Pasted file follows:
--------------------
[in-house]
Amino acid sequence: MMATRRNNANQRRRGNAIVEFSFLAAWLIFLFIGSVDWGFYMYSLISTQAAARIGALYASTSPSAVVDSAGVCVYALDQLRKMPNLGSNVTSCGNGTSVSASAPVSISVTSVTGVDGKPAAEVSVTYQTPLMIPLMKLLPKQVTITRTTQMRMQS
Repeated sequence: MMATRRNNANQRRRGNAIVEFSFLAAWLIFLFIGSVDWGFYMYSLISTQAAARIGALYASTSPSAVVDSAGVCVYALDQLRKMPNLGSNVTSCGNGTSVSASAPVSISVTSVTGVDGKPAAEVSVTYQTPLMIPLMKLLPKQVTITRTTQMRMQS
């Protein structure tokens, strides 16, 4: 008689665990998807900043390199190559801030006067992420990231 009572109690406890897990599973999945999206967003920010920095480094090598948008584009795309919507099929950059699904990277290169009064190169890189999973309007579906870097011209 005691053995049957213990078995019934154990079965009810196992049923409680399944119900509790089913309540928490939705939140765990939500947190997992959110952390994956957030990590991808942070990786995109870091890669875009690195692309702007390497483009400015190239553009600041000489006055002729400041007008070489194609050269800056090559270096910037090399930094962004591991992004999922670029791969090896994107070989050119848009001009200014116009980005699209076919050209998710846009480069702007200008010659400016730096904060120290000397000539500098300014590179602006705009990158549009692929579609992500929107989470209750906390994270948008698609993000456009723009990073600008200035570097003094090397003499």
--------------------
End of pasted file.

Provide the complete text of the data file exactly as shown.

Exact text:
[in-house]
Amino acid sequence: MMATRRNNANQRRRGNAIVEFSFLAAWLIFLFIGSVDWGFYMYSLISTQAAARIGALYASTSPSAVVDSAGVCVYALDQLRKMPNLGSNVTSCGNGTSVSASAPVSISVTSVTGVDGKPAAEVSVTYQTPLMIPLMKLLPKQVTITRTTQMRMQS
Repeated sequence: MMATRRNNANQRRRGNAIVEFSFLAAWLIFLFIGSVDWGFYMYSLISTQAAARIGALYASTSPSAVVDSAGVCVYALDQLRKMPNLGSNVTSCGNGTSVSASAPVSISVTSVTGVDGKPAAEVSVTYQTPLMIPLMKLLPKQVTITRTTQMRMQS
């Protein structure tokens, strides 16, 4: 008689665990998807900043390199190559801030006067992420990231 009572109690406890897990599973999945999206967003920010920095480094090598948008584009795309919507099929950059699904990277290169009064190169890189999973309007579906870097011209 005691053995049957213990078995019934154990079965009810196992049923409680399944119900509790089913309540928490939705939140765990939500947190997992959110952390994956957030990590991808942070990786995109870091890669875009690195692309702007390497483009400015190239553009600041000489006055002729400041007008070489194609050269800056090559270096910037090399930094962004591991992004999922670029791969090896994107070989050119848009001009200014116009980005699209076919050209998710846009480069702007200008010659400016730096904060120290000397000539500098300014590179602006705009990158549009692929579609992500929107989470209750906390994270948008698609993000456009723009990073600008200035570097003094090397003499």